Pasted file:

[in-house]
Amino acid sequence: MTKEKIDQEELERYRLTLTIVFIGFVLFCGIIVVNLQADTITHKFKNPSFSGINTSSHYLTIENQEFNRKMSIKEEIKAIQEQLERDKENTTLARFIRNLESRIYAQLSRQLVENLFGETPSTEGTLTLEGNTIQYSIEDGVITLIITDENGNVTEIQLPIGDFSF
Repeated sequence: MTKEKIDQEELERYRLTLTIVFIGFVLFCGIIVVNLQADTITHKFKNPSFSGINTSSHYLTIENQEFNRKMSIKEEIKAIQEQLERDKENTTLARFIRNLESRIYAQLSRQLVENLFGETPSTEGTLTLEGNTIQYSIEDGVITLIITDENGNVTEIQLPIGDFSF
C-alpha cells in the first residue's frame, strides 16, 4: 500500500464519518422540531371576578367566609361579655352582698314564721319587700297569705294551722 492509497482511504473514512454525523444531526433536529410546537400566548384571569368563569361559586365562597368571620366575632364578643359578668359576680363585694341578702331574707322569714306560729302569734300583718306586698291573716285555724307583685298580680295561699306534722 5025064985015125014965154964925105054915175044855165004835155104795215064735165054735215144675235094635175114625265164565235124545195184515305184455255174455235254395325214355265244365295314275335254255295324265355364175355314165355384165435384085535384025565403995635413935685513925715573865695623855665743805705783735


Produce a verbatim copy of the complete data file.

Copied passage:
[in-house]
Amino acid sequence: MTKEKIDQEELERYRLTLTIVFIGFVLFCGIIVVNLQADTITHKFKNPSFSGINTSSHYLTIENQEFNRKMSIKEEIKAIQEQLERDKENTTLARFIRNLESRIYAQLSRQLVENLFGETPSTEGTLTLEGNTIQYSIEDGVITLIITDENGNVTEIQLPIGDFSF
Repeated sequence: MTKEKIDQEELERYRLTLTIVFIGFVLFCGIIVVNLQADTITHKFKNPSFSGINTSSHYLTIENQEFNRKMSIKEEIKAIQEQLERDKENTTLARFIRNLESRIYAQLSRQLVENLFGETPSTEGTLTLEGNTIQYSIEDGVITLIITDENGNVTEIQLPIGDFSF
C-alpha cells in the first residue's frame, strides 16, 4: 500500500464519518422540531371576578367566609361579655352582698314564721319587700297569705294551722 492509497482511504473514512454525523444531526433536529410546537400566548384571569368563569361559586365562597368571620366575632364578643359578668359576680363585694341578702331574707322569714306560729302569734300583718306586698291573716285555724307583685298580680295561699306534722 5025064985015125014965154964925105054915175044855165004835155104795215064735165054735215144675235094635175114625265164565235124545195184515305184455255174455235254395325214355265244365295314275335254255295324265355364175355314165355384165435384085535384025565403995635413935685513925715573865695623855665743805705783735